“We had something that I call the cup of doom, where we put all the kids names on the popsicle stick. I would alternate the test one week we would go Alphabetically you know by last name A to Z and then the next, it was random. But the kids they would start chanting ‘Cup of Doom! Cup of Doom!’, like they couldn’t wait to take the playing tests!”
Monica Guido joins us on #MusicEdLove to share her suggestions for raising the bar, engaging ELLs, and stirring up the seating. Monica is also a contributor for… Read more “Toward Something More: Empowering ELLs with Monica Guido”
Using the child’s naturalistic way by bringing out their curiosity and playfulness to create a perfect atmosphere for them to explore, create and learn while being fully engaged and participate is something I strive to provide for my students including the ELLs.
I want to see that in your resume I want to see that youth, you know we’re a camp counselor, for you know five year olds at a summer camp, I went to see that you taught private lessons I want to see experiences that reflect that in your in your resume.
I want you to take the opportunity to practice your interviews skills, by going on interviews, even if you think that you may not take the job, and you do have that right to to decline, a job if you don’t feel like it’s the right job for you.
From flutist to general music teacher to choir director! We LOVED talking with Jeanne Crowley about her wonderful work with students from all over the world. Jeanne… Read more “Come From Where They Are with Jeanne Crowley”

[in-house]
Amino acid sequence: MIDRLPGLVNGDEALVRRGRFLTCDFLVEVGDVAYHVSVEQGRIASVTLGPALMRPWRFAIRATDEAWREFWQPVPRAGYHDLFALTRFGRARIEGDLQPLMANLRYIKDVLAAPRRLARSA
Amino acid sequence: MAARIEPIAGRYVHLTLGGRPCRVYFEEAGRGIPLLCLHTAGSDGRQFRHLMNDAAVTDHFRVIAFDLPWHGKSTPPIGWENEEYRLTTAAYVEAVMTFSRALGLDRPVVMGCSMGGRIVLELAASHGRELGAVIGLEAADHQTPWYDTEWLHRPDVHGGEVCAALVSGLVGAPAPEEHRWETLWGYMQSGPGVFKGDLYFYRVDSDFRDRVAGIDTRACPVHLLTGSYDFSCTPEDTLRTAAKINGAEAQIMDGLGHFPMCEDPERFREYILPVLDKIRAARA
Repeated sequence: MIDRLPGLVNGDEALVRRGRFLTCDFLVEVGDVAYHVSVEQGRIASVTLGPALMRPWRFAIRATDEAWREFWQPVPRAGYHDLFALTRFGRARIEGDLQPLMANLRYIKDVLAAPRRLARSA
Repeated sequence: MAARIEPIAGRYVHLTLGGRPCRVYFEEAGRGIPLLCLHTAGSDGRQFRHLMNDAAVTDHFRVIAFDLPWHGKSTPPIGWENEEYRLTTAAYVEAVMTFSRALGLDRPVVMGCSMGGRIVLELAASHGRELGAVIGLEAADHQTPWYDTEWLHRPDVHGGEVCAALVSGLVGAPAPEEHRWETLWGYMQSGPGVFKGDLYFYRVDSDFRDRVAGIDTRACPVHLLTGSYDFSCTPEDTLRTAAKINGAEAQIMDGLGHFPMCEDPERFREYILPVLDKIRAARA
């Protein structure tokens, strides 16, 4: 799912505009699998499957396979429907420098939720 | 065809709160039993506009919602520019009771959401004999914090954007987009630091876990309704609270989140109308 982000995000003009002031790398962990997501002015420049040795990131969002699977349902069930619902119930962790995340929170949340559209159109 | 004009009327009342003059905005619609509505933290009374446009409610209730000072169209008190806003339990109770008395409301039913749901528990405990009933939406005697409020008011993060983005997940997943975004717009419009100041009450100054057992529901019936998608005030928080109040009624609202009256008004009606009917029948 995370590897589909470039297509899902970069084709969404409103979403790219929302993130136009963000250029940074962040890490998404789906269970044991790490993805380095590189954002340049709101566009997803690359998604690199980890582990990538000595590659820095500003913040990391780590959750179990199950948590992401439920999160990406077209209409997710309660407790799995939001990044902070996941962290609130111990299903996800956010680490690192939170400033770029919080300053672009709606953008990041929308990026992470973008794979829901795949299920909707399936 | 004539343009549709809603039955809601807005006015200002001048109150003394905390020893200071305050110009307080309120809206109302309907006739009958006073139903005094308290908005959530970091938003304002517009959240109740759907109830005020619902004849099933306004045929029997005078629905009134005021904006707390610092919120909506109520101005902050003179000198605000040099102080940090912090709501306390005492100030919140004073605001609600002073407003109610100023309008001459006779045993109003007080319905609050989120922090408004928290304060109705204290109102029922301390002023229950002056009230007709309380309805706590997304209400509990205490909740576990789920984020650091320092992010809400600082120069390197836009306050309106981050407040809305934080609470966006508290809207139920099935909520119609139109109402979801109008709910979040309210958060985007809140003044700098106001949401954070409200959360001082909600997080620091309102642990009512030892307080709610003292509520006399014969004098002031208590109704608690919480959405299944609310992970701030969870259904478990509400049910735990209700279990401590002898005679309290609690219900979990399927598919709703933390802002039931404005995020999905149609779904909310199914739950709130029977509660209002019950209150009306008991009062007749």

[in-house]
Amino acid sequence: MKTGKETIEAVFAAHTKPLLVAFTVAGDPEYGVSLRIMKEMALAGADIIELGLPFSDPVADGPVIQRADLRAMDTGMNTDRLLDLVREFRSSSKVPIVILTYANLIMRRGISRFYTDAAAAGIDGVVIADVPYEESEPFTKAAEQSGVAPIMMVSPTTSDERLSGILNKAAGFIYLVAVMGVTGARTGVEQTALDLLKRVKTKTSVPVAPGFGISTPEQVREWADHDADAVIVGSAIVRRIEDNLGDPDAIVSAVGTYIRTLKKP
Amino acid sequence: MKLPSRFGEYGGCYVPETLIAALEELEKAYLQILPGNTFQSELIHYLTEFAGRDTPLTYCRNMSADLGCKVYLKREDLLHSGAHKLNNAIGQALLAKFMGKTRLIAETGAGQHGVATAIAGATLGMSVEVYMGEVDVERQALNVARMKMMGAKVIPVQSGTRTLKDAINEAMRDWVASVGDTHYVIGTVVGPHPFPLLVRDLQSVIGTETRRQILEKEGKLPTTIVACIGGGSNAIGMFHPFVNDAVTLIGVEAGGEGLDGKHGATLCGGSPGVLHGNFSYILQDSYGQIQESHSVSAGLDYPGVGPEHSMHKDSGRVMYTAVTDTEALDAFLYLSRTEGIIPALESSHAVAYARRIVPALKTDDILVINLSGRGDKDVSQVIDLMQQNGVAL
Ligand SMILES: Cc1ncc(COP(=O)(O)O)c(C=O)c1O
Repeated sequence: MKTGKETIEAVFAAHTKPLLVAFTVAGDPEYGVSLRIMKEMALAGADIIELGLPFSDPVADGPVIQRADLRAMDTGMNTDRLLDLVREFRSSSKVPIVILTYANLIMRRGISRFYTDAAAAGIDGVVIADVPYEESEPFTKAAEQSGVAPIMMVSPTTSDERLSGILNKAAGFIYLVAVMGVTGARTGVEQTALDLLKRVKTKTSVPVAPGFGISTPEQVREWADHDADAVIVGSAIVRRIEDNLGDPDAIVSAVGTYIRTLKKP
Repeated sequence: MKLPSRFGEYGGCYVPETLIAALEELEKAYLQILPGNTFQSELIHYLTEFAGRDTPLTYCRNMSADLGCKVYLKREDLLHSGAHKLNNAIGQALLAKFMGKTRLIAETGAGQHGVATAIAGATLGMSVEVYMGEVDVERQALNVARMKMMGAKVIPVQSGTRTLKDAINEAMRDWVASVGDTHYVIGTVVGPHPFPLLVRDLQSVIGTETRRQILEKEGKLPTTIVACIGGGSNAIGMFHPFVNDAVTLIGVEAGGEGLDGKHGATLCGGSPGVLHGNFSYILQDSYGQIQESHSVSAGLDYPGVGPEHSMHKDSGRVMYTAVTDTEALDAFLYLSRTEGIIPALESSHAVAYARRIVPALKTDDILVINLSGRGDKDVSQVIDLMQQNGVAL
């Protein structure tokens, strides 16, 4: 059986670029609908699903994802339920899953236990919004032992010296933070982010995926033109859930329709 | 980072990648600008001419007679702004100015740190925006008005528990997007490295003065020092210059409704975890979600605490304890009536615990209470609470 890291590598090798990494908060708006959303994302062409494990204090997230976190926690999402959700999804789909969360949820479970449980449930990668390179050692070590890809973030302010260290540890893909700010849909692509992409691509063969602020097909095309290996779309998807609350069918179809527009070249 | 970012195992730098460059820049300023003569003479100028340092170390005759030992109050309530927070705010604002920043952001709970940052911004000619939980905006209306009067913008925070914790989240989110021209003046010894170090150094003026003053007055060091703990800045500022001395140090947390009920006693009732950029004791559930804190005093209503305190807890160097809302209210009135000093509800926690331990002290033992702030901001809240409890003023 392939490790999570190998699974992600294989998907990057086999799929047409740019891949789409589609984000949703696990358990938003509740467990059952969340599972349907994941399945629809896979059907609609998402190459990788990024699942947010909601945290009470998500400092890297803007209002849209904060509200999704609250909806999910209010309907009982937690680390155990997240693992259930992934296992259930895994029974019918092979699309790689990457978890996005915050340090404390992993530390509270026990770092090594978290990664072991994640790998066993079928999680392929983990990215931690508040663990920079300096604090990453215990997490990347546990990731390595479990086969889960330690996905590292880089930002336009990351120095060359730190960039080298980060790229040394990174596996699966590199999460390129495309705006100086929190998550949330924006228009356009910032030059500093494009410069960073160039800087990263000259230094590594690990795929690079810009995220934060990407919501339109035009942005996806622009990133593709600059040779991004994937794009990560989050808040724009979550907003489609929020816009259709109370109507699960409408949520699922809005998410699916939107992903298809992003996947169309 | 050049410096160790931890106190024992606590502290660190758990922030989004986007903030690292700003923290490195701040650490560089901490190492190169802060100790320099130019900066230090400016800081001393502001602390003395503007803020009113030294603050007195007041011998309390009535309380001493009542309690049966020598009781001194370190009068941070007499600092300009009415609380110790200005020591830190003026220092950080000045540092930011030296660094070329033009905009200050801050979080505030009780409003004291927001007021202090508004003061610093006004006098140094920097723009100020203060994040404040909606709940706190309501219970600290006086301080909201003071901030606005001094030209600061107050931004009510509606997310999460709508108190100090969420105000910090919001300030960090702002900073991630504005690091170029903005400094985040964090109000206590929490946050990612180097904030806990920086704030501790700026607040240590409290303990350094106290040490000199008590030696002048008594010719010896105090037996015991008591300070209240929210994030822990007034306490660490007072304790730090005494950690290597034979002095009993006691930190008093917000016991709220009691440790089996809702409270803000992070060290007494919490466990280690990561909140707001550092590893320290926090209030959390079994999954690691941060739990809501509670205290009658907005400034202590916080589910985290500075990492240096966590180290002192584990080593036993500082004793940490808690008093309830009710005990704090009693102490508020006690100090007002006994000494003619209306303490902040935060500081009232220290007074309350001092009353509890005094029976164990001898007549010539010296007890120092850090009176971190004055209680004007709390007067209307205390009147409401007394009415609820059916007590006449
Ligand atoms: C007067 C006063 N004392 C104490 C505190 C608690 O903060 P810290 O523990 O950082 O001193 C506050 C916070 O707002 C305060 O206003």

This week on #MusicEdLove, we welcome the winner of the Conquistador Award from El Paso, Texas, Ida Steadman onto the show! Ida taught orchestra for over 50… Read more “The Musical Conquistador with Orchestra Director: Ida Capshaw Steadman”
Music Major Night 2 ½ Hours Target Audience: High School Sophomores – Seniors Parents of HS Sophomores-Seniors Target Speakers: Local university professors Work to have representation from… Read more “Sample Music Major Night”
“Well, we are having this conversation right here and right now because of recent examples of classism. We wanted to have a discussion because most of our practices in music education have small examples of classism whether or not we realize it. But before we get into that, let’s talk about our value-systems.”
every morning when I woke up and I drove into work. I was like, man. How awesome is this. I’m getting paid to do this. And that’s a magical feeling that when you’re doing work, but it is fun work.